Kosher diets are based on traditions of the Jewish religion and follow the customs of Jewish law. These laws are found within the Torah, a sacred text used in the Jewish religion. They provide an outline of which foods are allowed, as well as how foods must be produced, processed, and prepared prior to consumption.
Many faith-based senior living communities provide this type of diet for their residents so that they may continue to actively observe the type of diet of their choice. However, as society and culture has evolved, some senior living communities have transitioned to more of a Jewish-lifestyle diet. This allows the community to continue honoring Jewish traditions while providing increased flexibility.
There are three main categories when it comes to a traditional Kosher diet: meat (mammals or fowl, as well as products derived from them), dairy (milk, cheese, butter, and yogurt), and pareve (any food that is not meat or dairy, including fish, eggs, and plant-based foods). However, Kosher is not just about the food itself, but also the preparation of the food. All meat and dairy products must be kept separate, in both preparation, production, and service. Additionally, there are certain types of meat and fish that are not Kosher. Specifically, pork and some cuts of beef such as filet mignon. Dairy must come from a Kosher animal and fish must have fins and scales.
The Kosher diet is deeply rooted in tradition and symbolism. That symbolism echoes down to the details of plates and how tables are set for dining, particularly for observance of holidays.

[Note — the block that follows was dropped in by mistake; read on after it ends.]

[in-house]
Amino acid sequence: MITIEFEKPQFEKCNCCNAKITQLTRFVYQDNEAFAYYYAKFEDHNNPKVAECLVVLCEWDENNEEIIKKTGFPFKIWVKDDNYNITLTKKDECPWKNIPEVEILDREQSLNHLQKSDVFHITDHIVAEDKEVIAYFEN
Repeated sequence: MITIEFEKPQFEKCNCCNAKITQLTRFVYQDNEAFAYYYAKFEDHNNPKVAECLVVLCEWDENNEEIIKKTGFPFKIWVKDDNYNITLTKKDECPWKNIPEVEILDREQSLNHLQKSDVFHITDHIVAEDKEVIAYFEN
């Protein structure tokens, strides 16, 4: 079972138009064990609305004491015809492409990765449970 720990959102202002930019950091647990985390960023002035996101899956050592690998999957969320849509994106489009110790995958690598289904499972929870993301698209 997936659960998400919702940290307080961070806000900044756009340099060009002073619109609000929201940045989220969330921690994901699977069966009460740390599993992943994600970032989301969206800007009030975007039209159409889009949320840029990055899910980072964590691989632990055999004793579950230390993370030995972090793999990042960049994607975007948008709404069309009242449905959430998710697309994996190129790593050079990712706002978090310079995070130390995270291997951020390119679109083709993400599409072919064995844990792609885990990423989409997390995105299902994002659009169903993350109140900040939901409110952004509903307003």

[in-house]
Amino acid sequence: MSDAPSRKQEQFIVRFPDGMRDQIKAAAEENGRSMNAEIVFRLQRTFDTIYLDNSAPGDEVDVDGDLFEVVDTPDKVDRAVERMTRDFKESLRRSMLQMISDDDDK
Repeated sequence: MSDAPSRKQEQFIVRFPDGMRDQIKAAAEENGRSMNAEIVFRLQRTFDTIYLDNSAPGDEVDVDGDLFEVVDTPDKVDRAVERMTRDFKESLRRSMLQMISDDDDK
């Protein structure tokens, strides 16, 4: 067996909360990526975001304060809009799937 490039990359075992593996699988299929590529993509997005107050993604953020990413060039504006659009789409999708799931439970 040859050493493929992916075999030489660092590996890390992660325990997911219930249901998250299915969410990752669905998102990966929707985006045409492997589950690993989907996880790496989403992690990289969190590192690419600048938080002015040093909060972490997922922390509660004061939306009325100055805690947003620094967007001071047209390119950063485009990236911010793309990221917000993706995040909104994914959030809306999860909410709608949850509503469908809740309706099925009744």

Though our modern, busy lives frequently call for increased flexibility, maintaining the rich traditions of Jewish culture and history is very important for those who observe them. This also applies to senior living communities experiencing a shift in resident preferences and expectations. To meet resident preferences, many senior living communities have begun offering Jewish-lifestyle diets. This allows flexibility to match individual needs and preferences.
For example, some communities do not buy Kosher meat, but they do not allow pork or shellfish. Some may continue to separate dairy and meat, while others will combine the two types of foods. In all of these communities, holidays are honored with traditional cultural foods, though all may not be fully Kosher. Each community must determine what will work best for their residents.
Utilizing a Jewish-lifestyle diet offers flexibility while honoring cultural traditions yet also offers senior living communities the opportunity for greater cost efficiencies.
Our chefs continually innovate and educate themselves on traditional menus and diets, including Kosher, while driving resident satisfaction in each decision. Corporate Executive Chef Mark Hoffman shares that “cooking Kosher and Jewish-lifestyle is another valuable form of being creative as a chef.”
Across CCL Hospitality Group, our culinary and nutrition teams work in collaboration with senior living providers alongside guidance from the community’s Rabbi to ensure any Jewish-lifestyle diets continue to respect Jewish traditions. In some partner communities, we have been able to utilize our design team to design kitchens that can offer both Jewish-lifestyle and strictly Kosher diets. With the creative additions of separate cooking spaces, residents can then be offered whichever diet best meets their needs and offers that next level of personalized experiences.